Welcome back to yet another From page to Screen focusing on She-Hulk: Attorney at Law. In the show’s first week, we looked at the differences between the comics’ and series’ versions of Jennifer Walters’ origin story. The following week, viewers got a live-action introduction to Jen’s new legal job, taken straight out of Dan Slott’s and Juan Bobillo’s 2004 She-Hulk run—Goodman, Lieber, Kurtzberg & Holliway (GLK&H). Episode 3 introduced a reimagined version of comic book villains and in its fourth week, the show decided to focus on Jen’s love life. As for episode five, it shed some light on Jen’s nemesis, Titania.
We had already gotten a quick glimpse of her on the show’s premiere, only for She-Hulk to bring her down with a single punch as she raided a courtroom. This, so far, has been the only actual physical confrontation between the two on Marvel Studios’ She-Hulk: Attorney at Law. As for the comics, the story has been quite different as it is Titania’s strength and endurance that have propelled her into becoming one of She-Hulk’s lifelong adversaries.
When a cosmic being known as the Beyonder whisked Marvel’s best fighters to a mysterious realm known as Battleworld during the catastrophic events of Secret Wars, Titania (then Mary MacPherran) saw her life forever changed. She was unintentionally included in the group, just a regular citizen who had grown up being teased by peers for being from a low-income household and diminutive in stature. She and her buddy Marsha are then sent to Battleworld after making up a connection with Spider-Woman when Doctor Doom eventually finds them stuck there. He promises to equip them with cutting-edge alien technology in exchange for their participation in his army, which he intends to use to battle the Marvel superheroes on Battleworld. Once they agree, both of them undergo transformations: Mary becomes significantly taller and gains superhuman strength, endurance, and durability; Marsha can turn her entire body into blazing plasma.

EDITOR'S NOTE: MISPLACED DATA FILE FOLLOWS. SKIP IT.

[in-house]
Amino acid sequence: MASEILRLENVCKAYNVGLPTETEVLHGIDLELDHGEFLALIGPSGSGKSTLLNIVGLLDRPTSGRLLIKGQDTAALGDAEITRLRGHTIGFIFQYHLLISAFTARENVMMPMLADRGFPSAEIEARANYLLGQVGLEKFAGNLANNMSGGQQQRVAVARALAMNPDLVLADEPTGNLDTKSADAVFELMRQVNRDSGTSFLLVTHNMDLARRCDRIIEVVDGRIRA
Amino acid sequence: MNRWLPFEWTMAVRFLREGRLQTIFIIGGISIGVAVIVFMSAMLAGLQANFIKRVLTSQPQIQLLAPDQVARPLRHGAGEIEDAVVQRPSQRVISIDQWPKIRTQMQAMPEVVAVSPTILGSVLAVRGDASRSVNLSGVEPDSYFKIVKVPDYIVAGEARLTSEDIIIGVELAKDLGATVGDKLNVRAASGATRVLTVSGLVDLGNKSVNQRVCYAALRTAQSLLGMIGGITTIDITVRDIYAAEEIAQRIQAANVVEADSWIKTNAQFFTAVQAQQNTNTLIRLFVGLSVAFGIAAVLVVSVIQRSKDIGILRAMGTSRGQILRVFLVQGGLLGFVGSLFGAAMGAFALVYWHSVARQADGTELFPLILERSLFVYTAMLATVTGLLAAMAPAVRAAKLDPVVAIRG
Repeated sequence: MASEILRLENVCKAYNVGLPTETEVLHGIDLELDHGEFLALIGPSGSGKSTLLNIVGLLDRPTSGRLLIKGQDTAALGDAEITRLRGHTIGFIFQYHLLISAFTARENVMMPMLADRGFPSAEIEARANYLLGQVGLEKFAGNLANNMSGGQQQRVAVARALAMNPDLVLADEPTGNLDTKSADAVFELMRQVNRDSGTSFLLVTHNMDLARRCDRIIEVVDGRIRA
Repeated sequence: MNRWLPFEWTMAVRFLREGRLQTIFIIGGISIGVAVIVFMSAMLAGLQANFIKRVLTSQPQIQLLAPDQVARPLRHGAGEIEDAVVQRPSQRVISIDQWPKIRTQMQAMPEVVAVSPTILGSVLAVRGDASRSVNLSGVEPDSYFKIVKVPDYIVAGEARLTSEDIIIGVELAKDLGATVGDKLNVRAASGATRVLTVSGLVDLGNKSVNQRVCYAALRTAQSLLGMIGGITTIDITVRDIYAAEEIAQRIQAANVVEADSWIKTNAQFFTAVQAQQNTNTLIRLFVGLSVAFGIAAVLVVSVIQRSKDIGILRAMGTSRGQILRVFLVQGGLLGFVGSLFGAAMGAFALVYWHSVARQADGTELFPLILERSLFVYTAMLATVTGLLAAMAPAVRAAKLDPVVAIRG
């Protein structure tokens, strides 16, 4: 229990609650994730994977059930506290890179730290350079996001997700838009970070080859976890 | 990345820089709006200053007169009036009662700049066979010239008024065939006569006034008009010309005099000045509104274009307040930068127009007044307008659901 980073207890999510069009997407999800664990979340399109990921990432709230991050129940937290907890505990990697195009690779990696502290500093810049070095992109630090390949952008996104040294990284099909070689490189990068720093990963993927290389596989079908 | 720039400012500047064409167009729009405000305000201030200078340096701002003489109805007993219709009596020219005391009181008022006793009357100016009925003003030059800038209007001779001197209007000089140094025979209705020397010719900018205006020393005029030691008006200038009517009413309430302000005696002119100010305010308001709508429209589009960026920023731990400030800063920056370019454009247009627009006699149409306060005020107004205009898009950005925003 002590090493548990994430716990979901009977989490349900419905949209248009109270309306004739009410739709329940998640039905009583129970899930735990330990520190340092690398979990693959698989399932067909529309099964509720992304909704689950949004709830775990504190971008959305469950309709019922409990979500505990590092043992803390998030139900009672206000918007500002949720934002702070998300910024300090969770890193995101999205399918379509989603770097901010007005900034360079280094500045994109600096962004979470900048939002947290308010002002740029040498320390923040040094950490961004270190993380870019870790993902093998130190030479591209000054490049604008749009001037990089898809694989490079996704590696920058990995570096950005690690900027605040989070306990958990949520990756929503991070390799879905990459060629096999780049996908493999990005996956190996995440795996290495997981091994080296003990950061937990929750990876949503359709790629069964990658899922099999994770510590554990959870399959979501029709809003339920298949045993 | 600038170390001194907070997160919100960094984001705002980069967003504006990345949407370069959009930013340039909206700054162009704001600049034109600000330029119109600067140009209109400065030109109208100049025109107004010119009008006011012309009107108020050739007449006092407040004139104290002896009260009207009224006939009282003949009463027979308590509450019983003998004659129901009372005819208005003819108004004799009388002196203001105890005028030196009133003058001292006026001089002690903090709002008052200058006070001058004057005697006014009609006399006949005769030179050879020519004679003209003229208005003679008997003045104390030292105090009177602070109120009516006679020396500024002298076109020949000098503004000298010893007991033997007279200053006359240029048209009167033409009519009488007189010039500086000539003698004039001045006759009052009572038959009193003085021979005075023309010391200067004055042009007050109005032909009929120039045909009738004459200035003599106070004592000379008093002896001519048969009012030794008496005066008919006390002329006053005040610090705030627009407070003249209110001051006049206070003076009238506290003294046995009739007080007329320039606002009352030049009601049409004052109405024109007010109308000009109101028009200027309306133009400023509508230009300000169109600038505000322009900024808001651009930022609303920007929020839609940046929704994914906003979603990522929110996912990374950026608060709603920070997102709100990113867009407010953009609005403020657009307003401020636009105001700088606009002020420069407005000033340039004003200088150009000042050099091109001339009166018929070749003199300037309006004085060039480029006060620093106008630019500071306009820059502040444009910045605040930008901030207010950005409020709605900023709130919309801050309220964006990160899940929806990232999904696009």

Following this, the two of them change their names to Titania and Volcana, respectively, and join forces with Doctor Doom to become villains. Titania then battles She-Hulk for the first time, achieving a rare win that would later develop into a protracted conflict between them.
As for the show, and per the initial casting call when the character was referred to as Lucy, Titania is described as a glamorous Social Media influencer, a Kardashian-type if you may. Her origin is bound to differ from the comics’ since we’re still a few years away from the events of Secret Wars, with little to no guarantee that the upcoming movie will even play out in a way similar to the 1984 comic run where Titania made her debut.
Although her super-human strength appears to still play a big role in her character, she has found other ways in which to confront Jen. According to Jameela Jamil, who plays her on-screen, her biggest superpower might actually be “being annoying.”
Titania stands out because I think she’s the most annoying of them, actually. I think she almost doesn’t need to use her strength; she could just annoy you to death…and I think that is a superpower that we haven’t really utilized enough. She’s also very glamorous… and I like the fact that she’s completely unselfconscious. She’s completely unselfconscious and so, so weird.Jameela Jamil
With Tatania deciding to face off with She-Hulk in a court of law instead of going the more traditional route of punching herself out of a situation, the series has deprived itself of the more action-orientated approach the comics usually go for, but the outcome of said decision is likely going to make her rethink strategy. With four episodes to go, and given the relevance given to the character, it’s perhaps pretty likely that a brawling face-off is in the cards, even if Titania doesn’t quite feel as the big bad the series has been teasing for a while.
The first five episodes of She-Hulk: Attorney at Law are now streaming on Disney+.